Waldenses and the Pope
Earlier this year, Pope Francis became the first pope to visit a Waldensian church. On June 22, he visited Turin, Italy, and spoke in the church there. He even kissed the Bible which was banned and burned by his infamous predecessors. For 600 years, the Roman Catholic Church hounded and slaughtered Waldenses in their home territory in the Cottian Alps in northwest Italy, in France, and elsewhere. This is a fact of history that was documented by Waldensian pastors who were on the receiving end of the Inquisition. For many years I collected these histories, and we eventually published them in the Fundamental Baptist Digital Library. As late as 1690, Waldenses were being killed for their faith at the hands of Roman armies, and they did not receive full religious liberty in Italy until 1848. Since then, they have apostatized. In 1947, the Waldenses built the Agape ecumenical center, and beginning in the early 1980s, it hosted “ecumenical conferences for homosexuals” (You Are My Witnesses: The Waldenses across 800 Years, p. 303). In 1975, the Waldenses in Italy merged with the liberal Methodists and joined the World Council of Churches, which promotes unity among all churches and religions. In 2003, David Brown, Brian Snider, and I visited the Waldensian Museum in Torre Pellice, not far from Turin, and the woman in charge told us that she doesn’t believe in heaven or hell. She said that heaven is a metaphor. When asked how a person can be saved, she replied that “the main task we have is to live our life and when we are dead, God will think about us. Just try to be faithful to your vocation that God calls you to do.”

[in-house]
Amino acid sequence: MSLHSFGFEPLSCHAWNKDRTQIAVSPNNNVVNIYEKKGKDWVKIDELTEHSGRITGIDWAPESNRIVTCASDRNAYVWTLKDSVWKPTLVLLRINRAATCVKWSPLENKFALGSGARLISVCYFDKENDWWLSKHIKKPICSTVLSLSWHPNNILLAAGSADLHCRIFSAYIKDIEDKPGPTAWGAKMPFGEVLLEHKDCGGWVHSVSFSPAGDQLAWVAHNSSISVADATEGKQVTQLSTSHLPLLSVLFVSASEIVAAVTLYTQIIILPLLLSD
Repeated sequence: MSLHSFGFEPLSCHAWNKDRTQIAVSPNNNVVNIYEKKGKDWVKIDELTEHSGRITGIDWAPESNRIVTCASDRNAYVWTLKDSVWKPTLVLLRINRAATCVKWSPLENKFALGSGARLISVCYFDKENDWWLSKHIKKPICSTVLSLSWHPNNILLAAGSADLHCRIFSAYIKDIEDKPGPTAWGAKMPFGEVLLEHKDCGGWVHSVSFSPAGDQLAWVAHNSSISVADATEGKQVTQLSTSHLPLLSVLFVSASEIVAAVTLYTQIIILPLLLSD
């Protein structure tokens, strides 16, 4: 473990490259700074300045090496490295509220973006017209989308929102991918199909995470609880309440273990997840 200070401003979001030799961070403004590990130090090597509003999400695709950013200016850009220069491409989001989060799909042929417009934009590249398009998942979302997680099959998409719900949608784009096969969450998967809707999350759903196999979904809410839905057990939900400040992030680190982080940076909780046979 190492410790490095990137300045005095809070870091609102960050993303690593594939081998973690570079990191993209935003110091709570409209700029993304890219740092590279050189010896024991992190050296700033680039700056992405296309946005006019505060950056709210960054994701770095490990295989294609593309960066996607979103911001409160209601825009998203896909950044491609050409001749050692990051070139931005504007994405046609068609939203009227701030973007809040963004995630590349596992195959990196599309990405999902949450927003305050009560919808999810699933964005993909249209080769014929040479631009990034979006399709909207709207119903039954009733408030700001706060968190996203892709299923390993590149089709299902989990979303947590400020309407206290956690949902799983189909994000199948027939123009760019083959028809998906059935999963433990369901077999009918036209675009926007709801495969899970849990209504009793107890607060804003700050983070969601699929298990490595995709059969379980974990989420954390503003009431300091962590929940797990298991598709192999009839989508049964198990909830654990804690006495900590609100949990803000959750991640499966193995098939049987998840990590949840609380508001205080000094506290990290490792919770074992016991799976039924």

(Friday Church News Notes, December 18, 2015, www.wayoflife.org, email@example.com, 866-295-4143)
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